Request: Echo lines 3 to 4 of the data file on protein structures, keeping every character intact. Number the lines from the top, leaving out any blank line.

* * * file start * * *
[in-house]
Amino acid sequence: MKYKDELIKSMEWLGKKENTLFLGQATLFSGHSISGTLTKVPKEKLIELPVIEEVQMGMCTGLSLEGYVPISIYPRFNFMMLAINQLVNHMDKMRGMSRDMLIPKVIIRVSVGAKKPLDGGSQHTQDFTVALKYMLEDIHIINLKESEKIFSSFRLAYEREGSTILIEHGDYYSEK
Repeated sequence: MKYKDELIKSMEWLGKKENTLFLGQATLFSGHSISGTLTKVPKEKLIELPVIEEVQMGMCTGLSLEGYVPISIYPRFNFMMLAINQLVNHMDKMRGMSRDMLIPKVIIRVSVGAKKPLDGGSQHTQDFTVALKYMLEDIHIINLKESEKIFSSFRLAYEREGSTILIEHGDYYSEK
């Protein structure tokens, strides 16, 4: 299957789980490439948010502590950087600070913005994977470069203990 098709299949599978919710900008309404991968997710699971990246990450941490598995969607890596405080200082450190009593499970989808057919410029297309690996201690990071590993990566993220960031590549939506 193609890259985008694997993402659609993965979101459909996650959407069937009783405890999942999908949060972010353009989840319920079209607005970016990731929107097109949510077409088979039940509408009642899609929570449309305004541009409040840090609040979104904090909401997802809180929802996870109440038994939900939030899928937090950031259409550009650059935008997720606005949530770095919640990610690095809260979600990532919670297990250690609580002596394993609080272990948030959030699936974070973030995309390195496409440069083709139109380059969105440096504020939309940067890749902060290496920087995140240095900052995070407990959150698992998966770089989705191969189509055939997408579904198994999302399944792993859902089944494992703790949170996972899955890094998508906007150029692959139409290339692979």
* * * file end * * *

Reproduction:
Repeated sequence: MKYKDELIKSMEWLGKKENTLFLGQATLFSGHSISGTLTKVPKEKLIELPVIEEVQMGMCTGLSLEGYVPISIYPRFNFMMLAINQLVNHMDKMRGMSRDMLIPKVIIRVSVGAKKPLDGGSQHTQDFTVALKYMLEDIHIINLKESEKIFSSFRLAYEREGSTILIEHGDYYSEK
């Protein structure tokens, strides 16, 4: 299957789980490439948010502590950087600070913005994977470069203990 098709299949599978919710900008309404991968997710699971990246990450941490598995969607890596405080200082450190009593499970989808057919410029297309690996201690990071590993990566993220960031590549939506 193609890259985008694997993402659609993965979101459909996650959407069937009783405890999942999908949060972010353009989840319920079209607005970016990731929107097109949510077409088979039940509408009642899609929570449309305004541009409040840090609040979104904090909401997802809180929802996870109440038994939900939030899928937090950031259409550009650059935008997720606005949530770095919640990610690095809260979600990532919670297990250690609580002596394993609080272990948030959030699936974070973030995309390195496409440069083709139109380059969105440096504020939309940067890749902060290496920087995140240095900052995070407990959150698992998966770089989705191969189509055939997408579904198994999302399944792993859902089944494992703790949170996972899955890094998508906007150029692959139409290339692979």